RHABDOPHIS SWINHONIS

Swinhoe's Grass Snake; Taiwan Keelback

斯文豪氏游蛇 (si1wen2hao2shi4you2she2), 台灣頸槽蛇 (tai2wan1jing3cao2she2)

Status: Protected (Cat.III)

Non-venomous

 

VIDEOS

Rhabdophis swinhonis in Yangmingshan National Park

 

MORE PHOTOS

R. swinhonis in the wild (1)

R. swinhonis in the wild (2)

R. swinhonis in the wild (3)

R. swinhonis in the wild (4)

R. swinhonis in the wild (5) (with bonus beetle )

 

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Family Colubridae, subfamily Natricinae

 

Max. length 70 cm

 

Occurrence in Taiwan

Throughout Taiwan, at altitudes of 500-1000 m. Not common. (Distribution map)

 

Global Distribution

Endemic to Taiwan.

 

Description

 

Small snake; total length up to 70 cm. There are 15-17 rows of scales, which are all keeled. Head is oval; body is moderately stout; tail is moderately long. Eye is medium to large; iris is dark gray brown and the pupil is round, jet black, surrounded by ring of gray. Tongue has a maroon stem and light gray fork tips. Top of head is uniform dark olive gray to olive brown and the sides are lighter. There is an oblique black band below eye and a larger black band on side of head above corner of mouth. Upper body is dark gray brown with ill-defined to fairly prominent square areas of black, usually arranged in checkerboard fashion especially in anterior two-thirds of body. There is a distinct, thick, and black chevron on the nape, whose apex points toward the body. Anterior or posterior to the cheveron bears a lighter brown to whitish area. The snake has enlarged rear fangs. Ventral head and neck are cream to dirty white. Ventral body is cream to light gray, mottled with deposits of coarse dark pigment; the pigmentation is progressively more intense posteriorly. Some individuals have blackish ventrals. Anal scale is divided and subcaudals are paired.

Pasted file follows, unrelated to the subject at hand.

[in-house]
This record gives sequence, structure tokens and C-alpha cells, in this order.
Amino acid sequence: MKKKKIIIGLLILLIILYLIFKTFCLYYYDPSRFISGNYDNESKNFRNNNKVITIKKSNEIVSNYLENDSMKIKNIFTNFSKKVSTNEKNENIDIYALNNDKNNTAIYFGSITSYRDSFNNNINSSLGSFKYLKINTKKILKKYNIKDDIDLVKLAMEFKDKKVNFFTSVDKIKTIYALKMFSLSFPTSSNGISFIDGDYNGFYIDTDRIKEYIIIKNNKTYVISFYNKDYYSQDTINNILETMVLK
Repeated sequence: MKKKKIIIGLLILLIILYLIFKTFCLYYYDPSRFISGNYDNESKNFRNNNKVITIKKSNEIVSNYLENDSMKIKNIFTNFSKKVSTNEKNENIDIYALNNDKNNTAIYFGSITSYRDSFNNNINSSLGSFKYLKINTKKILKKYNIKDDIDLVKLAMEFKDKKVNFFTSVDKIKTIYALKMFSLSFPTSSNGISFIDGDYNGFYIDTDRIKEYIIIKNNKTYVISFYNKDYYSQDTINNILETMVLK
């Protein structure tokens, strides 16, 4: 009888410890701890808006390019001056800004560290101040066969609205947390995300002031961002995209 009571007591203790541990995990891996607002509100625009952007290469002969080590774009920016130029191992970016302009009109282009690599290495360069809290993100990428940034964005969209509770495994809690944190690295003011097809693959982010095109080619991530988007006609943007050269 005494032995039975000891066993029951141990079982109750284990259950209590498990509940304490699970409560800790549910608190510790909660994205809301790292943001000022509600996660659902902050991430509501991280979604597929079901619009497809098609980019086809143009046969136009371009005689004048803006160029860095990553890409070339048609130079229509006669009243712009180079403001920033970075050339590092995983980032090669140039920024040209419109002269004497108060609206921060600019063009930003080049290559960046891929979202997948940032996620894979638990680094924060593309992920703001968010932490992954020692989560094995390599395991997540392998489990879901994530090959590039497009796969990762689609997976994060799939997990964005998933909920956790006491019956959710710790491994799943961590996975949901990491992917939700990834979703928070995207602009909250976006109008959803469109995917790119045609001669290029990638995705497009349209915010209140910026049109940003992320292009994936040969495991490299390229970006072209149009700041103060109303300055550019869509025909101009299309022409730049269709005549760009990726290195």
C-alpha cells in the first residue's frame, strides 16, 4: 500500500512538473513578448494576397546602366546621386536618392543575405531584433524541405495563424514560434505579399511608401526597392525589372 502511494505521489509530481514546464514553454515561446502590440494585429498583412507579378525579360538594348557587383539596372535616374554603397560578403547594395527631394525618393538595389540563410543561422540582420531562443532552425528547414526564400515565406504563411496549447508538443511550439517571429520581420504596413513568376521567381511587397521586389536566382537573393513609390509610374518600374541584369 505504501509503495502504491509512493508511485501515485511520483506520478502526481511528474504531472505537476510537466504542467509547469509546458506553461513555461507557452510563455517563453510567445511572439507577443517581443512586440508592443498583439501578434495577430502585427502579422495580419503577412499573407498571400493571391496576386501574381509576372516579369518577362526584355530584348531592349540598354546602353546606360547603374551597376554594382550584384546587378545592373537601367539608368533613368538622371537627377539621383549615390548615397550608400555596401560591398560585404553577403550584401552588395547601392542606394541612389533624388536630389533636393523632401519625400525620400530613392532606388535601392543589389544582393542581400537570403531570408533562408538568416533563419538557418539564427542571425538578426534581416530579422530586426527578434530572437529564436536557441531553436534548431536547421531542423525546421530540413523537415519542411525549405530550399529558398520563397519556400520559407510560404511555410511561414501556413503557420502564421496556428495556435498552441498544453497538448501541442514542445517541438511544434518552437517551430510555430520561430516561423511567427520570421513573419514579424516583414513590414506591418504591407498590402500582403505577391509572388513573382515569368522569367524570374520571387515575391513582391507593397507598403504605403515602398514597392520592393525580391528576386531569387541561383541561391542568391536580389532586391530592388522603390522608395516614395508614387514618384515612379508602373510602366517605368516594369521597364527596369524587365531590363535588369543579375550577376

Biology & Ecology

This docile, diurnal snake inhabits the floors of forests, bushlands, and other humid environments. It preys mainly on frogs and lays between 6 and 15 eggs per clutch. When threatened, it may expand its throat and neck transversely, but hardly ever bites. Its nuchal glands secrete a brown liquid whose purpose is yet to be determined, but possibly serves as a predator deterrent when sprayed, similar to Rhabdophis tigrinus formosanus.

 

Etymology

Rhabdophis comes from the Greek words rhabdos, meaning "rod" or "wand", and ophis, meaning "snake";

swinhoei : in honor of Robert Swinhoe, English naturalist, collector and first European consul in Taiwan, who collected the type specimen.

The Chinese name 斯文豪氏游蛇 (si1wen2hao2shi4you2she2) means "Swinhoe's (斯文豪氏) water (, actually: swimming) snake ()".

In Mainland China, this species is called 台灣頸槽蛇 (tai2wan1jing3cao2she2), meaning "Taiwan (台灣) neck-grooved (頸槽) snake ()", "neck-grooved" referring to its nuchal glands.

 

Notes

This is the first recorded endemic snake species in Taiwan.

 

FURTHER INFO Reptile Database

 

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